A week later Heeney married American Marion Dunn. The couple visited New Zealand shortly after. Heeney was greeted as a hero, especially in Gisborne.
Once back in America Heeney became an American citizen and continued to box until 1933. Of his 69 professional bouts he won 32, lost 22 and drew 10.
After retirement Heeney owned a restaurant in Floida. He made further visits to family in New Zealand in 1947 and 1984. Tom Heeney died in Miami in June 1984. Marion had died in 1980. There were no children from the marriage.
Joe was born in Gisborne in October 1958 and was educated at St Mary’s Primary School and Edmund Campion College (now Campion College). He became a carpenter in Gisborne and then studied theology at the Holy Cross College in Dunedin. Joe was ordained as a Roman Catholic Priest in Gisborne in 1987, but after a year in a Rotorua parish, he left the priesthood and re-entered the building trade in Gisborne full time.
Joe began playing croquet in 1973 and his first major victory was the North Island Open Singles in 1976, winning the title over a test player. That same year he was invited to participate for the first time in the prestigious Top Eight event. In the 1978 New Zealand Nationals he was runner-up in the singles and the doubles championships.
Joe went from strength to strength, winning very many titles, both nationally and internationally, both in the singles and in the team events, over many subsequent years. Among the highlights were the MacRobertson Shield competitions against Great Britain and Australia – the croquet equivilent of criket’s ‘Ashes’. Perhaps the greatest achievement out of so many, was the World Championship where Joe won the inaugural World Open Singles in 1989, aged 31. From 1986 to 1990 Joseph Hogan was ranked No 1 in the world.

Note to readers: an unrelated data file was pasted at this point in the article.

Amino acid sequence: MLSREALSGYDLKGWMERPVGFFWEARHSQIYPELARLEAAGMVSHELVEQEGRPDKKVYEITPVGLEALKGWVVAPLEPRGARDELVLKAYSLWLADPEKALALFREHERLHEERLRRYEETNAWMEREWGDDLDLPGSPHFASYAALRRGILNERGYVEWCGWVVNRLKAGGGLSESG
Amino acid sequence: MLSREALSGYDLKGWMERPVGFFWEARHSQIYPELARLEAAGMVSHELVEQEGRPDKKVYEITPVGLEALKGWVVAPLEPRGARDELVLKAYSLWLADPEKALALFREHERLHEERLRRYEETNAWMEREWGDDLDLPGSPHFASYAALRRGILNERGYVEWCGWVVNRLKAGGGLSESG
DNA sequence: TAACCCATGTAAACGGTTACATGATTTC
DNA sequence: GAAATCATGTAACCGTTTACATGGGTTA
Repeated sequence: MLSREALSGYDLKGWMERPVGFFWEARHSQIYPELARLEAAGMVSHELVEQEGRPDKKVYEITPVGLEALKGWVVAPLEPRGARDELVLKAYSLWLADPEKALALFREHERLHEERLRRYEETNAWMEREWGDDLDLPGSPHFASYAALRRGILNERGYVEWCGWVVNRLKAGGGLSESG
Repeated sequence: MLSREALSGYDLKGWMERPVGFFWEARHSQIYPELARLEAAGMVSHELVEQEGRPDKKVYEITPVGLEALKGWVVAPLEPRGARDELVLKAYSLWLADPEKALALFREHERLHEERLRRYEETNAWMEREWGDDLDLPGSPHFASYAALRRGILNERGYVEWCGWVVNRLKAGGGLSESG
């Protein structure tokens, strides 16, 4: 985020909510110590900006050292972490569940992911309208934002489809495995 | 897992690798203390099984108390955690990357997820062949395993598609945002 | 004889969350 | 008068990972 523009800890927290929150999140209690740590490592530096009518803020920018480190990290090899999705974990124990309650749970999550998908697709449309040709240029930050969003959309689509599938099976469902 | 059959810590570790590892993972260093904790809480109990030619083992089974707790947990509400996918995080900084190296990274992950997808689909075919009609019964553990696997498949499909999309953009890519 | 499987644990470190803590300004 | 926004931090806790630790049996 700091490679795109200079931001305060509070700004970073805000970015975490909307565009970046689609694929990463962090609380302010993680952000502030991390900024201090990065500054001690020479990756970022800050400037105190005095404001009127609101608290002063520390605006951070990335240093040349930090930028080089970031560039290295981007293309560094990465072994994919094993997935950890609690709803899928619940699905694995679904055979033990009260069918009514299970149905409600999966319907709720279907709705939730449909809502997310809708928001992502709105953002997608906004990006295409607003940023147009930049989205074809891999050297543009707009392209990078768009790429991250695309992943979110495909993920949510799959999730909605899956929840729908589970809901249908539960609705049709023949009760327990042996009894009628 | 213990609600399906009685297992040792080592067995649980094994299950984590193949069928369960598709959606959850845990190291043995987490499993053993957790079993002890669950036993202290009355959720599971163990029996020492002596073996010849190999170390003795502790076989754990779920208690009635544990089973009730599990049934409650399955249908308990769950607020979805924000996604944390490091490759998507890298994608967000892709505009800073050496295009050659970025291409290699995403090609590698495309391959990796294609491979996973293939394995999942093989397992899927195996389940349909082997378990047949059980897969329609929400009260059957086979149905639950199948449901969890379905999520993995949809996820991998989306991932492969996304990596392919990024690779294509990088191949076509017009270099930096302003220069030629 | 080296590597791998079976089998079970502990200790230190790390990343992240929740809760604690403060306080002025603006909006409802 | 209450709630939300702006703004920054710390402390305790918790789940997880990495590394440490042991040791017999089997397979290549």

Being an amatuer, Joe reaped no income from his years of playing croquet. He is grateful to the New Zealand Croquet Councl for paying entry fees, travel and accomodation – big expenses for a small-scale sport.
Joe has coached croquet at all levels, including international, and he made a coaching video in 1990. He also gave naming rights to a New Zealand sports firm, George Wood, which manufactures ‘Joe Hogan’ croquet mallets that are available worldwide.
Joe Hogan is married and has three children. In 2002 he has made another career change and is a secondary school teacher in Gisborne. He is very happily a family man and is quite involved in Christian community life. For recreation Joe plays, coaches and watches croquet. He also enjoys bush walking, music, theatre and watching most major sports.
Cory was born in Gisborne in March 1972. His secondary education was at Gisborne Boy’s High School.
Cory was the younger son in a family passionate about life- surfing and his involvement with the sport had begun by the time he was five years old. He soon started to compete in Nipper’s carnivals and competitions on Gisborne’s beaches.